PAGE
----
He said the dog bite damaged his finger enough to send him to the doctor. On his way to see the physician, he felt a lump on the left side of his neck and decided to get it checked out with a nearby ear, nose and throat specialist.
"He did a biopsy and two days later he diagnosed me with squamous cell carcinoma," Schilling said.
It is the same type of cancer former Buffalo Bills quarterback Jim Kelly is suffering from.
"Commonly this is known as mouth cancer ... cancer of the lining of the mouth," said Schilling's physician, Dr. Robert Haddad of the Dana Farber Cancer Institute. "The lump in the neck is why most patients go to the doctor first because they feel the lump in the neck, that's the lymph node that's enlarged."
This was Schilling's second public appearance since the cancer diagnosis. In May, he appeared at Fenway Park as the Red Sox celebrated the 2004 World Series-winning team.
"It was weird," Schilling explained of the appearance. "I was in the hospital at the time. They wouldn't let me come over [to Fenway] and go back [to the hospital]. So I had to determine if I was OK and ready to be discharged. I said 'Yeah, yeah, OK.' And two days later I was back in the hospital. That's why [my son] Gehrig walked out with me, because I was afraid I was going to fall on the way in because I was so discombobulated."
He was asked Wednesday why he has stayed out of the spotlight in recent months, choosing only now to talk about it for the first time.
"I didn't want people feeling sorry for me," he said. "I didn't want the pity, I didn't want any of that stuff."
Schilling pitched in the majors for 20 seasons with the Baltimore Orioles, Houston Astros, Philadelphia Phillies, Arizona Diamondbacks and Red Sox. The six-time All-Star finished with a career record of 216-146 and a 3.46 ERA. His 3,116 strikeouts rank 15th all time. He won two World Series titles with the Red Sox and one with the Diamondbacks.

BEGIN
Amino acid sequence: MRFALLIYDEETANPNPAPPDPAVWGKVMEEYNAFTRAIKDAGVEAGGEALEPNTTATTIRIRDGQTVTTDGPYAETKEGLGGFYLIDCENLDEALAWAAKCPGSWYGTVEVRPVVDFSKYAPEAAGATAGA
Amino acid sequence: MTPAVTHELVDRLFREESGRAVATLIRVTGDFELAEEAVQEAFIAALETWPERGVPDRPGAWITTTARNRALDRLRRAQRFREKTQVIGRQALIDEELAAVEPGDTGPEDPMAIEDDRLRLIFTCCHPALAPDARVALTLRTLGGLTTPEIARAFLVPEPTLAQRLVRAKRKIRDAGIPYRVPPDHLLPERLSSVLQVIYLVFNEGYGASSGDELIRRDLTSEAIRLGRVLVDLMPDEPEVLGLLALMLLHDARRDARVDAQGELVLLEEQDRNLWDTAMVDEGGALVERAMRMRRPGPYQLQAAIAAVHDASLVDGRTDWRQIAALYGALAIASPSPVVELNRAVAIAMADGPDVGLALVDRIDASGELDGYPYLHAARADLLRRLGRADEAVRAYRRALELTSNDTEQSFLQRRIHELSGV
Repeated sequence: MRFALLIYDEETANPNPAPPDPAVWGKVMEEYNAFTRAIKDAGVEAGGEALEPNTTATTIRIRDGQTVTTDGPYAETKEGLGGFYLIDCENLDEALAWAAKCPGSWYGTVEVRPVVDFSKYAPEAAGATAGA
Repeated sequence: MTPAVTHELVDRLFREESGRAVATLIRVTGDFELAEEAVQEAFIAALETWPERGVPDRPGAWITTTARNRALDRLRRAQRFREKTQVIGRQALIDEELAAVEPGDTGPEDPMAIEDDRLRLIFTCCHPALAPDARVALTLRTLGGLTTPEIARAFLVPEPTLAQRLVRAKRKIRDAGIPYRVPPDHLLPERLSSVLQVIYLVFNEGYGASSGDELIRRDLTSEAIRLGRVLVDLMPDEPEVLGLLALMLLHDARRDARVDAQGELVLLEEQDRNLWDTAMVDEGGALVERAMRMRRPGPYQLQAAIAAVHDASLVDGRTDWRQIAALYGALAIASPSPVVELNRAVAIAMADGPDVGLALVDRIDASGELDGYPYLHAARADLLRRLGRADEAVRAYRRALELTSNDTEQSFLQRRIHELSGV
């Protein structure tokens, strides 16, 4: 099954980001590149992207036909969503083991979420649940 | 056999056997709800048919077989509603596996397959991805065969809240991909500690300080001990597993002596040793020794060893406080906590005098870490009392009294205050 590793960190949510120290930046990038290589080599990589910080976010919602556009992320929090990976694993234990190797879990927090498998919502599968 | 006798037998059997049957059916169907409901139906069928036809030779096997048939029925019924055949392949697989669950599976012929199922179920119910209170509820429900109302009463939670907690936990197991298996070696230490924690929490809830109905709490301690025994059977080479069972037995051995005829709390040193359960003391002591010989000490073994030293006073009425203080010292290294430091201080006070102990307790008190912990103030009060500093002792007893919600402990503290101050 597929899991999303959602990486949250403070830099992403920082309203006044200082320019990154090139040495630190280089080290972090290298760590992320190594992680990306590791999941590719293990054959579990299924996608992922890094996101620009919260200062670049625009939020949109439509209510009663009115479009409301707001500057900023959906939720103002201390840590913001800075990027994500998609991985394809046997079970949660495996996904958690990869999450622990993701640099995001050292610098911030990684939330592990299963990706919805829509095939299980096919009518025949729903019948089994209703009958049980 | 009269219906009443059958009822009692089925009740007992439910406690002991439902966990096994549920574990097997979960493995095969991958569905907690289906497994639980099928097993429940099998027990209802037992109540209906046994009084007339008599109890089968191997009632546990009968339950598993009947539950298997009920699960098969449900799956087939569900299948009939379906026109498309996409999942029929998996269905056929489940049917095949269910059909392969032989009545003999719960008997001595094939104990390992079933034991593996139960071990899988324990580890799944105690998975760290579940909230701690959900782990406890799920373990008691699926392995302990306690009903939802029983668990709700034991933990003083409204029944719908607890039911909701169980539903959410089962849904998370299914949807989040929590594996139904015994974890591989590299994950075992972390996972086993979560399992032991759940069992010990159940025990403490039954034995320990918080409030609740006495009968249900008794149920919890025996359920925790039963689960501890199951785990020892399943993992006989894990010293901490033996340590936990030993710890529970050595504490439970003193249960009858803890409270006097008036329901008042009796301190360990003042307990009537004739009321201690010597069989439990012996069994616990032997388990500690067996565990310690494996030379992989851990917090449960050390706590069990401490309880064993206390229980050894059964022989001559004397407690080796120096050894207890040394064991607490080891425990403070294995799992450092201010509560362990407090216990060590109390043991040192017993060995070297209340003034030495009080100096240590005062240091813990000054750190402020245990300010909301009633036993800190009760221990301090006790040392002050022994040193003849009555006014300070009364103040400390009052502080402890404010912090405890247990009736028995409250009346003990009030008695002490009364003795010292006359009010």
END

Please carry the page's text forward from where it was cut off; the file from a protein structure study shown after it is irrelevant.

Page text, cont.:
Red Sox manager John Farrell noted how the use of smokeless tobacco is not prohibited on the big-league level, protected by the players' collective bargaining agreement with Major League Baseball.
"MLB has taken steps to dissuade players from using it through educational programs that are administered to every team," Farrell said. "It's even got to the point [in the minor leagues] now where players can be fined if smokeless tobacco is in view of the general public. There have been some of those warnings and penalties levied on some of our players.
"I think we all recognize that it's addictive and causes cancer. That's proven. [But] at this time, it's upon the player to make the conscious decision for himself to use it or not. All we can do is continue educate guys what the ramifications are. ... On the heels of the unfortunate passing of Tony Gwynn and what Curt is going through, you would think this would be a current beacon for guys to take note that there's a price to be paid, if you're one of the unfortunate ones stricken by cancer."